Most of us can stand up in public and make a speech if we’re forced to at gunpoint. But when we sit in an audience, we want to relax. The pressure is on the actor on stage, not the viewer. We’re there to be entertained, and we’ve had a lifetime of passive TV watching to get used to that one-way relationship.
But theater has the potential to do so much more. There’s an exciting sense that anything can happen. Actors can break that invisible screen between them and the audience, interact with us, or incorporate us into the show. Audience members can turn out to be plants, actors in disguise. The star might drop a line or lose his thread at any moment and still keep the story going by picking it up again with different dialogue. It’s heroism on a primal level as we see the performer’s fight-or-flight mechanism kick in.
Thom Pain (Based on Nothing) plays with this potential, using theater’s flexibility to destroy a traditional narrative then piece it back together and build something new. It’s a one-man ramble with some serious points to make, with lots of surprises along the way. The dialogue is broken up on purpose, plot strands are left dangling for minutes at a time, and audience members aren’t encouraged to relax. They’re there to think instead.
Pain is the name of the show’s single character, an introverted intellectual with glasses and a dark blue suit. Pain has stories and jokes to tell, but he’s not quite sure which order to tell them in.
At its heart, the play is about relationships — between a boy and his electrocuted dog, for example, or a boyfriend and girlfriend. In his scatterbrained way Pain uses his childhood as a metaphor for a failed relationship with his lover and also the universal failings of people everywhere, including the people in the audience.
Pain wants to dwell on all the wrong choices we’ve made, the niggling headaches that make us want the world to end, and the many times we’ve been ruled by our own irrational fears. We are loathsome, self-absorbed creatures who make him feel sick. He should know, he’s equally fearful.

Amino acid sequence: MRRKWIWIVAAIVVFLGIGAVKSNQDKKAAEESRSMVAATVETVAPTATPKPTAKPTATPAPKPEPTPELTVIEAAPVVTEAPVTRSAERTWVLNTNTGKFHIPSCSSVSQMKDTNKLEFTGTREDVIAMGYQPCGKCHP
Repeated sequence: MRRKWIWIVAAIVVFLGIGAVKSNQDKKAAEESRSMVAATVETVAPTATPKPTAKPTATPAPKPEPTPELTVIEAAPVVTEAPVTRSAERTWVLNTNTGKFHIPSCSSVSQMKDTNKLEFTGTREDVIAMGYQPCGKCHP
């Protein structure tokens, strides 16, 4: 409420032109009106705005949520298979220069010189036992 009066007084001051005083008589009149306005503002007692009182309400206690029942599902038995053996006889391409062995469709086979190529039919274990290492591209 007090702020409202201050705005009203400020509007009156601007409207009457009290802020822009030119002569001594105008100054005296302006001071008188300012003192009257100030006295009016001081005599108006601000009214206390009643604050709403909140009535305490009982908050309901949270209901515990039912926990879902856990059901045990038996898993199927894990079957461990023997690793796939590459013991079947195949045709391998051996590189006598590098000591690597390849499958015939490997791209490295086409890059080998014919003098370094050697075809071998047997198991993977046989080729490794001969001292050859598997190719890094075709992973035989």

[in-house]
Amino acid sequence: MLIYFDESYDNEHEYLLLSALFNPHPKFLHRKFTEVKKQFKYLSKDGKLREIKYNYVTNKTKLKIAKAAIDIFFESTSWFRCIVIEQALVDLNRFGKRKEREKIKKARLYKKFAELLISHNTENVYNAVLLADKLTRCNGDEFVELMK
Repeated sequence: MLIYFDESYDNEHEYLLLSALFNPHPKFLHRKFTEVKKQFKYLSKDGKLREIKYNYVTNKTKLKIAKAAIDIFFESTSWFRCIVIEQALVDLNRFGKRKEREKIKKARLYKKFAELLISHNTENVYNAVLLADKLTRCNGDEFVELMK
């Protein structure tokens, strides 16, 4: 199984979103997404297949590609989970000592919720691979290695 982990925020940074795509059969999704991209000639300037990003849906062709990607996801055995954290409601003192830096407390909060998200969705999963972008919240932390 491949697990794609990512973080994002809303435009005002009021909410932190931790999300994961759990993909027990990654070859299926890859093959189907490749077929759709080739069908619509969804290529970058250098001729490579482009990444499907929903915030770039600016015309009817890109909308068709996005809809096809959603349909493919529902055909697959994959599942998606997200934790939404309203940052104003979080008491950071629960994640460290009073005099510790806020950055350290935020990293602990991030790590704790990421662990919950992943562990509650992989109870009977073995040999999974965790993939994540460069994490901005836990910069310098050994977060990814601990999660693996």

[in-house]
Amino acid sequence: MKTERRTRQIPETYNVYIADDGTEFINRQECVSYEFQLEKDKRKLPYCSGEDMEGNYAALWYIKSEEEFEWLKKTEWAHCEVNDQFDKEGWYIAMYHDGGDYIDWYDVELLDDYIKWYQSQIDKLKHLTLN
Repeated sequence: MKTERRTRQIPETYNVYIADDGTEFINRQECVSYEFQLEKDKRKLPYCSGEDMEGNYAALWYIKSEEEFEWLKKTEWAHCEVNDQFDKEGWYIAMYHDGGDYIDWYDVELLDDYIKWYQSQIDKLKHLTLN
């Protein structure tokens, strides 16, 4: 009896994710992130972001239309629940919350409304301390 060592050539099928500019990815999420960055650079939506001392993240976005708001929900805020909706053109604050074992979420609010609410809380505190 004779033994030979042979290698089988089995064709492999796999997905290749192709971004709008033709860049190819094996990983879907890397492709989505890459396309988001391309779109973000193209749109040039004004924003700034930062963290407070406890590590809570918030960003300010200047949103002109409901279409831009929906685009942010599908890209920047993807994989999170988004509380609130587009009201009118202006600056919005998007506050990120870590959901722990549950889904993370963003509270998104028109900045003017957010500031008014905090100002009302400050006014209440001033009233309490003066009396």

But the play isn’t all doom and gloom. Performer George Metropolis (The Seagull), a rising junior at the College of Charleston, encourages us to imagine different concepts and images, from pink elephants to non-existent raffles. He has a boyish face and a mischievous, secret smile that he uses often and effectively. When he does hit a dark note or just trails off into silence, we remember that smile, and it’s a comfort, albeit a small one.
Metropolis works hard to hold our attention for the 80-minute duration of this play. He leans forward, hands clasped, shifting his weight from foot to foot or pacing around the black stage. He grabs his belt buckle when he talks about sex and perches on the edge of a table to chug a glass of water. Apart from the table and a pitcher, there aren’t many distractions; the curtain and walls are also black, suiting some of Thom Pain‘s bleak topics. When he describes the character’s distressing early days, Metropolis’ youth and shades of Shia LaBeouf-type charisma work in his favor. But we never really believe he’s experienced the kind of hurt he discusses, and without that believability, the play loses some of its power.
Director George Patrick McLeer maintains the right tone of fun (Pain’s plans for the night don’t always work out) and thoughtfulness (questioning the futility of our existence). McLeer keeps the tricks that helped make the play so successful when it premiered, such as moments of unusual lighting (by Carly Ridgeway) and the misuse of a volunteer from the audience. But he makes sure the show works specifically for the Chapel Theatre space as well.
Pain eventually finds his girl, or loses her again, or doesn’t meet her at all. It doesn’t really matter. He connects with us by sharing his romantic experiences, real or imagined, while simultaneously saying that his love affair doesn’t mean much on a galactic scale. We’re all insignificant specks of dust hurtling towards oblivion. It’s not an unique point of view, but it’s one we need to be reminded of from time to time to keep our egos in check. Even scorned paramours make sense sometimes.
Playwright Will Eno always intended Thom Pain to make audiences squirm in their seats. As someone who doesn’t like being picked out from the crowd, questioned by a character or “volunteered” for anything, I found parts of this play uncomfortable to watch. By the time Metropolis was walking in between the seats, I felt nauseous. For this particular play, that’s a compliment because it achieved its goal. Like a roller coaster, live theater can thrill, amuse, or upset anyone who goes along for the ride. This production has its slower, duller moments, but its highs make the nausea worthwhile.